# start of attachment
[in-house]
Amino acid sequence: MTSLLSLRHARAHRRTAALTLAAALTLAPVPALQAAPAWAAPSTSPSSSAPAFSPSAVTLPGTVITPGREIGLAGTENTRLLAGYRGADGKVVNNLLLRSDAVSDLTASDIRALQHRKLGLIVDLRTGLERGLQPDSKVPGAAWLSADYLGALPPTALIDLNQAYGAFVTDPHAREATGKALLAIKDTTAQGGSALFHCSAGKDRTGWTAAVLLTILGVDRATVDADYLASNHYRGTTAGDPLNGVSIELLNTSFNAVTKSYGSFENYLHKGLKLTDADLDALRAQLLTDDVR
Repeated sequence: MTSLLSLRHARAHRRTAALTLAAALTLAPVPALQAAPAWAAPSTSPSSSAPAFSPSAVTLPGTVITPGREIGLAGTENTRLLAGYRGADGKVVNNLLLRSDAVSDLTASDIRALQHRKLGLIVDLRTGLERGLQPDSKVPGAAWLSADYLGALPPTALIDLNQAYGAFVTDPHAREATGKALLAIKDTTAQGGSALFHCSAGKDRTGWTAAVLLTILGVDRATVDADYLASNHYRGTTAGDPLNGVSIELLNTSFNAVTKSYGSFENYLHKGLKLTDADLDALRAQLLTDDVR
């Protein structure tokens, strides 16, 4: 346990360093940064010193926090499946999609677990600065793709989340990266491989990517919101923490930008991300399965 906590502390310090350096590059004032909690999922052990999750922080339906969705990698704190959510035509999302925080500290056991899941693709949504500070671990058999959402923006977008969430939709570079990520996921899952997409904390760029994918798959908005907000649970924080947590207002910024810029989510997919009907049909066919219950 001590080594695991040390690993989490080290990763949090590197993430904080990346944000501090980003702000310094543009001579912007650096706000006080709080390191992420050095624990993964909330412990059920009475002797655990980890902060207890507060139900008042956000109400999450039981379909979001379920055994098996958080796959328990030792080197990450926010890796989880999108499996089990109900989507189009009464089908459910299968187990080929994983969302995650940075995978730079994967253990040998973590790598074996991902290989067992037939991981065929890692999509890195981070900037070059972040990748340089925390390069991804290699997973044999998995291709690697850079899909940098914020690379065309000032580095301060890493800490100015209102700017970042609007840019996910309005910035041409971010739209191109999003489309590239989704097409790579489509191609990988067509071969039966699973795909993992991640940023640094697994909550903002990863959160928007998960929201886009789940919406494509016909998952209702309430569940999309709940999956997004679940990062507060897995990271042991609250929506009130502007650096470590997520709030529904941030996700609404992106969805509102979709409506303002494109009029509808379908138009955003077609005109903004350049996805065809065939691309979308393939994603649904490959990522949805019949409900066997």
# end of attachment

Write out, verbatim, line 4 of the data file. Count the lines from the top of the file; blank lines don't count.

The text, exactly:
């Protein structure tokens, strides 16, 4: 346990360093940064010193926090499946999609677990600065793709989340990266491989990517919101923490930008991300399965 906590502390310090350096590059004032909690999922052990999750922080339906969705990698704190959510035509999302925080500290056991899941693709949504500070671990058999959402923006977008969430939709570079990520996921899952997409904390760029994918798959908005907000649970924080947590207002910024810029989510997919009907049909066919219950 001590080594695991040390690993989490080290990763949090590197993430904080990346944000501090980003702000310094543009001579912007650096706000006080709080390191992420050095624990993964909330412990059920009475002797655990980890902060207890507060139900008042956000109400999450039981379909979001379920055994098996958080796959328990030792080197990450926010890796989880999108499996089990109900989507189009009464089908459910299968187990080929994983969302995650940075995978730079994967253990040998973590790598074996991902290989067992037939991981065929890692999509890195981070900037070059972040990748340089925390390069991804290699997973044999998995291709690697850079899909940098914020690379065309000032580095301060890493800490100015209102700017970042609007840019996910309005910035041409971010739209191109999003489309590239989704097409790579489509191609990988067509071969039966699973795909993992991640940023640094697994909550903002990863959160928007998960929201886009789940919406494509016909998952209702309430569940999309709940999956997004679940990062507060897995990271042991609250929506009130502007650096470590997520709030529904941030996700609404992106969805509102979709409506303002494109009029509808379908138009955003077609005109903004350049996805065809065939691309979308393939994603649904490959990522949805019949409900066997």